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23 January - 6 March 2005
Triumph of the Analphabet
Matthijs van Boxsel
Thumbs that spin yarns
Giorgio Manganelli, From hell
In 2003 Erick Beltran produced a flick book entitled Running man. Flicking through the pages you see a man running from left to right, but if you view the images one at a time, that single man dissolves into hundreds of men and women of different ages, occupations and ethnic backgrounds, from a dizzying mix of countries and centuries. A soldier, a football player, Adam, a female swimmer, a whistler, a wrestler on an Etruscan vase, a lancer in a tapestry, an anatomical figure and dozens of others blend into that single human being, who is apparently hurrying to some destination or fleeing from danger.
The little film might be seen as a “deconstruction” of the History of Mankind, revealing contingency amid ostensible necessity. But it is more interesting to enquire how it can happen that we overlook the differences, that we perceive order in chaos, purposefulness in dispersal. The suggestion of unity, speed and causality exists by the grace of the flicking thumb, the machine that accompanies the silent film with a rhythmic rustling sound.
Mute ado about nothing
Beltran has also published a pamphlet with photographs of people all over the world demonstrating for or against the same thing; they are carrying all-white banners, pasting blank posters on walls, and waving wordless pamphlets. Here he depicts blank astonishment, the blind rage underlying all arguments.
At the same time, the leaflet could be seen as a reportage on people who protest fanatically for or against Nothing. Or does it depict a global appeal for silence?
Perhaps the people are demonstrating for the banner itself. In the big demonstration against cruise missiles in Amsterdam in 1981 someone had a banner that said “BANNER”. It expressed the sheer pleasure that is part of all protests, demonstrating for the sake of demonstrating, for the sense of togetherness, with an arbitrary cause serving as an excuse.
Besides the speechless anger, the nothing and the banner, the global demonstration could also refer to the blissful ignorance by virtue of which our civilisation exists: esse est non percipi. The world keeps going thanks to a stupidity that only works, by definition, if it is not seen.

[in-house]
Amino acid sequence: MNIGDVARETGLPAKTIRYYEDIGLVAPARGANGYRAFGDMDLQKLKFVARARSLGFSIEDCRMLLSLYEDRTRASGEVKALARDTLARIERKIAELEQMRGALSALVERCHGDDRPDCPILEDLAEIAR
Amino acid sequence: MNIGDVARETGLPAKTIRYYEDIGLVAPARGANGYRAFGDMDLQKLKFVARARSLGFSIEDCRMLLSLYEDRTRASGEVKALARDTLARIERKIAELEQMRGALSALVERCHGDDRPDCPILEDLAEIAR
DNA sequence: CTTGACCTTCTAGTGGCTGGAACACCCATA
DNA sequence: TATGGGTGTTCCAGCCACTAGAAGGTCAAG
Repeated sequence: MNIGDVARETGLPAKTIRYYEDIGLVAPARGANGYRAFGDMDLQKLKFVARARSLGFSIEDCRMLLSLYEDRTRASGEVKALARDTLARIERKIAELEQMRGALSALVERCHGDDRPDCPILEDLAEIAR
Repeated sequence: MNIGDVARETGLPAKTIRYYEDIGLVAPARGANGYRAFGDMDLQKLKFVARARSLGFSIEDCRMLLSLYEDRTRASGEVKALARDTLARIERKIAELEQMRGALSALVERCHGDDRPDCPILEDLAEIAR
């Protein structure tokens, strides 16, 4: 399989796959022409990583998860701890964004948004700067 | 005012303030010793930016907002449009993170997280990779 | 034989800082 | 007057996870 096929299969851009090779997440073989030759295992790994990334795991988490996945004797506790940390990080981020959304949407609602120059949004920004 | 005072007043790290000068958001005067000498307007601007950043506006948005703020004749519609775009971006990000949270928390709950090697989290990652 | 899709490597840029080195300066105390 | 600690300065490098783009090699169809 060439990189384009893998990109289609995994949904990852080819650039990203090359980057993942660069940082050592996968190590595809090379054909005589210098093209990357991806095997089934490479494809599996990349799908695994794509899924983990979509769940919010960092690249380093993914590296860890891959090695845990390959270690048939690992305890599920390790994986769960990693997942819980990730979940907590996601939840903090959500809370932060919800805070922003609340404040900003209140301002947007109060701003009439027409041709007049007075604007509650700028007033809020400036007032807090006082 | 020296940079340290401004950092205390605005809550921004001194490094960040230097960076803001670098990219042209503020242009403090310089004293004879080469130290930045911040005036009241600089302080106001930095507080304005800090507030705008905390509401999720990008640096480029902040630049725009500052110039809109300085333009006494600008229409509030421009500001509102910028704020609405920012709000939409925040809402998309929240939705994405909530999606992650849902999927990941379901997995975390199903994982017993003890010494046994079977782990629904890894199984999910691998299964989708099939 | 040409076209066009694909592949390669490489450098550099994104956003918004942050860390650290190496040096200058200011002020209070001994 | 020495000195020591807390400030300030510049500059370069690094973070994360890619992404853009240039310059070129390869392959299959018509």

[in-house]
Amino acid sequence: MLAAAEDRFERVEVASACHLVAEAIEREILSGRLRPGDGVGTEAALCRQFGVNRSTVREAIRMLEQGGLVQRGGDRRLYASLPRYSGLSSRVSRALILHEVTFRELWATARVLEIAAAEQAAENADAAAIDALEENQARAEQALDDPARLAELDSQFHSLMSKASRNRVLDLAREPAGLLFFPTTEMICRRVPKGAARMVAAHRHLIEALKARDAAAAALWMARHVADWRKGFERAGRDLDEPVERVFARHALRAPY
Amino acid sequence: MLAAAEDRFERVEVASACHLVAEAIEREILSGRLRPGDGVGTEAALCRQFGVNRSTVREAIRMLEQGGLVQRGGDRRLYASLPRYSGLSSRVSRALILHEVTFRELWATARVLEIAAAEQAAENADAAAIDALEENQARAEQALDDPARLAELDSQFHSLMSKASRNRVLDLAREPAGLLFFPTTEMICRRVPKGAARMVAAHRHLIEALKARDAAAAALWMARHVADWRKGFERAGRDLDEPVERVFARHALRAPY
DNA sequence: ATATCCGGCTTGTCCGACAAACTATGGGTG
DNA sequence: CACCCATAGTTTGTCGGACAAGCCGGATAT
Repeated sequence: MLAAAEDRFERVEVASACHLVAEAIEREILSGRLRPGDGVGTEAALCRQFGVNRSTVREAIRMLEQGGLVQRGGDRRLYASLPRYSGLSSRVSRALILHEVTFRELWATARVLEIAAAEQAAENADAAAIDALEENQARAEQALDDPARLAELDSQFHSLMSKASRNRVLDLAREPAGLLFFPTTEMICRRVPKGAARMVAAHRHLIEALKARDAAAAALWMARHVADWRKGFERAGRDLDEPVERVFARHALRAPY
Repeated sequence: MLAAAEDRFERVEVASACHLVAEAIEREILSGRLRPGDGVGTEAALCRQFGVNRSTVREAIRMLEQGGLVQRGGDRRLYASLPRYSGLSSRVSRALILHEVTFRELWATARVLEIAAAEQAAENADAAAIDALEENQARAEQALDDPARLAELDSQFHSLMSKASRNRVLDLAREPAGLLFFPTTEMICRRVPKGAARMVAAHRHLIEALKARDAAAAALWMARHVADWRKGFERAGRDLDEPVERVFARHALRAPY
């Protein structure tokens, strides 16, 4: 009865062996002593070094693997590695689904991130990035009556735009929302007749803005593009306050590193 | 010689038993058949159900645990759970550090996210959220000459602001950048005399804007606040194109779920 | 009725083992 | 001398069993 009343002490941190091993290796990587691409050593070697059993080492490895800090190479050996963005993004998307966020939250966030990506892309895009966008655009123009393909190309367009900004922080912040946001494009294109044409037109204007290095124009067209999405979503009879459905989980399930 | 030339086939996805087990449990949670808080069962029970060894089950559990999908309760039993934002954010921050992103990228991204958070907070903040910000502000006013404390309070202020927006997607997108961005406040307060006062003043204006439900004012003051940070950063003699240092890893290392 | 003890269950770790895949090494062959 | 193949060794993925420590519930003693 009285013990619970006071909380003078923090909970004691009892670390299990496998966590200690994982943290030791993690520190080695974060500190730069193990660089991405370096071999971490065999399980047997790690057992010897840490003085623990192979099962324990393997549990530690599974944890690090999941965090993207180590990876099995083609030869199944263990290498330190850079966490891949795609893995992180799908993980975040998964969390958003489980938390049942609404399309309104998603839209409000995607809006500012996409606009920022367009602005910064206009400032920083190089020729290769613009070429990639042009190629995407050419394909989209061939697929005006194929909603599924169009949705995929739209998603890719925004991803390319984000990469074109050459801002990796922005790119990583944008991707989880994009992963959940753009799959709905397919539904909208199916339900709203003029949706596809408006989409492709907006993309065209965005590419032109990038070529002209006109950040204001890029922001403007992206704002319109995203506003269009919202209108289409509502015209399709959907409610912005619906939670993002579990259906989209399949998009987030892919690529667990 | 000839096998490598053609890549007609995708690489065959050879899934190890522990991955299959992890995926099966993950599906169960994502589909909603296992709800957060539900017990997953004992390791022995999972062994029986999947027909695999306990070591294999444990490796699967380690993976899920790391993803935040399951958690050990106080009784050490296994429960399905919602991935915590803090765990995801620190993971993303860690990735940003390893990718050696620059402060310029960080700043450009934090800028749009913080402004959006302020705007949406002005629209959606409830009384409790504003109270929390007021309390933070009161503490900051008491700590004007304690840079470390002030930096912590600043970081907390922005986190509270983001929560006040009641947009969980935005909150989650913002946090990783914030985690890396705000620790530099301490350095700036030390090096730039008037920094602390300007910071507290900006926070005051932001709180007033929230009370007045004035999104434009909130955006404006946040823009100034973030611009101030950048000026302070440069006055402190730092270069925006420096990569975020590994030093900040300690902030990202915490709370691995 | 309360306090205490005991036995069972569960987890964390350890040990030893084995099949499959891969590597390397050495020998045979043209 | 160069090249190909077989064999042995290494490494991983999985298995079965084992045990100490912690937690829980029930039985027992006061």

Just as the separate images of the little film become a story by virtue of the machine-like thumb, the spirit floats into view by virtue of the dead letter, provided we overlook it. But an illiterate will stumble over the unintelligible signs that spell his ignorance. The letters are riddles that give only initiates access to the truth. But an enlightened illiterate like Beltran seeks the secret not behind but in the shapes, on the threshold of significance and cacophony.
It regularly happens that some medical practitioner turns up claiming that all schools of art can be traced to some physical or mental defect. The style of the late Turner supposedly derives from his failing eyesight, impressionism testifies to short-sightedness, El Greco’s elongated figures are attributable to astigmatism. (Patrick Trevor-Roper’s The world through blunted sight is a case in point).
But there is a flaw in this argument. A painter who, through some mental defect, sees a circle as a square, will paint a circle if he wants to depict a square. An untutored viewer will not notice that in between the circles, example and image, there is a square.
In short, modern art is not a distorted rendering of the facts, but a faithful reflection of the madness that is active in our image of normality. To some extent, there is a square concealed in every rendering of reality. To put it more strongly: people who agree totally with each other about a particular subject will not suspect that there is some misunderstanding at play, an inaudible confusion of tongues, an idiocy that takes on different forms from one person to the next, from one nation to the next, from one language to the next. In Analphabet, Beltran tries to develop a morphology of this “non-existent, unpronounceable language.”
System of grunts and squeals
Speech is the production of sounds that we associate with meanings. If we wish to remember the articulated grunts, squeals and gurglings for any length of time, or to disseminate them across an extensive area, we record the language in written signs. In alphabetic script, each letter corresponds in principle to a sound. In ideographic script, each letter corresponds to a meaning.
Some 26 alphabets are in use worldwide. Of these, Roman, Arabic and Cyrillic scripts are international. An alphabet can in principle capture any language.
1. Roman letters are used in otherwise unrelated languages such as Dutch, Swahili and Vietnamese. The dictionaries and grammars of the Zulus, Navajo and the inhabitants of Azerbadjan are entirely alien to one another; their languages sound entirely different from one another, but they are recorded in Roman letters.
2. Arabic script is used in the written languages of Iran, Pakistan, Malaysia and other countries where people do not speak Arabic. The Arabic alphabet serves nine major languages that are linguistically unrelated to Arabic: Berber in Morocco, Nubian in Sudan, Farsi and Kurdish in Iran, Urdu and Sindhi in Pakistan, Pashto in Afghanistan, Uighur in China, and Malay in Malaysia.
3. Cyrillic script is used by Bulgarians, Mongols, Russians and other peoples who cannot understand one another’s languages.
Alphabets do not have linguistic borders. And vice versa: every language can in principle be rendered in any arbitrary alphabet…